The financial needs of people around the world are incredibly complex. These needs evolve on an almost-daily basis, and it’s clear that technology will continue to play a crucial role in fulfilling these needs – particularly in developing nations.
As we move towards a more egalitarian society, financial inclusivity has never been greater. This means that increasing numbers of adults have access to a bank account, be it through a traditional financial institution or digital money provider.
However, the Global Findex database shows that there are still some 1.7 billion adults who remain unbanked globally – and crucially, that those who live in underdeveloped countries with low-income jobs are the least likely to be able to access banking. In contrast, bank account ownership is near-universal in higher economically developed countries, with practically all unbanked adults residing in countries classed as having developing economies.
Countries like China and India, who on paper have relatively high bank account ownership, also account for a large proportion of the global unbanked population because of their sheer size. China is currently home to the world’s largest unbanked population, with some 225 million adults estimated to be without access to an account. This is closely followed by India (190 million), Pakistan (100 million) and Indonesia (95 million). These four economies, along with Nigeria, Mexico and Bangladesh, make up almost half of the world’s unbanked population.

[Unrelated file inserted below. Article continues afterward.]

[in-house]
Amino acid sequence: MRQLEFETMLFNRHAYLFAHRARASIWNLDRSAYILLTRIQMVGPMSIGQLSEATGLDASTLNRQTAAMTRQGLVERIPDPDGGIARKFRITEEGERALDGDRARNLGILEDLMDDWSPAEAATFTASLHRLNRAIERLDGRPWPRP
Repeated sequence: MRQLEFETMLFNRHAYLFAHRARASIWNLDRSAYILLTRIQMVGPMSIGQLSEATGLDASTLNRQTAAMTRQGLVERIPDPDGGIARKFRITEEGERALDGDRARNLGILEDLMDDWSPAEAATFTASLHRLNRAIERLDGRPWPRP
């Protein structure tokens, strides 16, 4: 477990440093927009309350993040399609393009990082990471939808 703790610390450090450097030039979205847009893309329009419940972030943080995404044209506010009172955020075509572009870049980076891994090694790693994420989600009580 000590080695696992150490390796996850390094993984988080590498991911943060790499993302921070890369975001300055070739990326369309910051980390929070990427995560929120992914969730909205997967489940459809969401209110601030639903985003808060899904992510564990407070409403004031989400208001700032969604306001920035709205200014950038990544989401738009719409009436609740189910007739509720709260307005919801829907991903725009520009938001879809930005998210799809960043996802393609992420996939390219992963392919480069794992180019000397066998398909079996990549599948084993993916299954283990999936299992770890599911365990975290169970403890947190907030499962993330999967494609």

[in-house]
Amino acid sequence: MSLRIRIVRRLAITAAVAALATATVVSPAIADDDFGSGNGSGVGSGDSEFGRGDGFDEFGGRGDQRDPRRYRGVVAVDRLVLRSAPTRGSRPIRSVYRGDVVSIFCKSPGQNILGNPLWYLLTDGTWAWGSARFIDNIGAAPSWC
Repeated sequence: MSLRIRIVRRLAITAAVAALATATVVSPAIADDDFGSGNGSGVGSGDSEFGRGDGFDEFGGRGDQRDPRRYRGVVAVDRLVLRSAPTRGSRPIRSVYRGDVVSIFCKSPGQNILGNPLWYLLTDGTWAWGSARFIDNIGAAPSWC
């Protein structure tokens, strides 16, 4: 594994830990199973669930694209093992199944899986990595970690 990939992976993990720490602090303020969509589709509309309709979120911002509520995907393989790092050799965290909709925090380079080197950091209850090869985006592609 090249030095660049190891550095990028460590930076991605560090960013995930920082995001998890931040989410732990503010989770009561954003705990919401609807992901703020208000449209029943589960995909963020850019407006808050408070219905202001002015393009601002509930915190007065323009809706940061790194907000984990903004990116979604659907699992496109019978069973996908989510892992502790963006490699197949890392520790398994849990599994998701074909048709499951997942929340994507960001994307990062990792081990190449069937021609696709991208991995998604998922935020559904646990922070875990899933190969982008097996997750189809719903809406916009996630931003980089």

Low incomes, costs incurred in account ownership, financial illiteracy, distance from bank branches and lack of relevant documentation explain why financial inclusion levels are so low in these countries. However, increased connection could play a role in rectifying this. As it happens, telecoms companies around the world are already striving towards meeting the financial needs of their customers.
Telecom companies can reach more individuals than any bank since it is estimated that more than 5 billion people have mobile devices. Over half of these connections are via smartphones, according to GSMA data.
In 2007, a collaboration between Vodafone and Safaricom Kenya led to the launch of M-PESA, the first mobile money solution in the world to be adopted by underbanked populations in developing nations. While the solution was initially dismissed by the traditional banks, it quickly scaled up. By 2011, the number of mobile money accounts open in Kenya had overtaken the number of traditional bank accounts in use.
Africa is at the forefront of an alternative mechanism of mobile money, following the rise of several digital wallet solutions which do not require the need for a bank account. These alternatives provide an opportunity for financial inclusion to persons excluded from traditional financial service models. Examples of mobile money vendors include Airtel Money, Orange Money, and the previously mentioned M-PESA.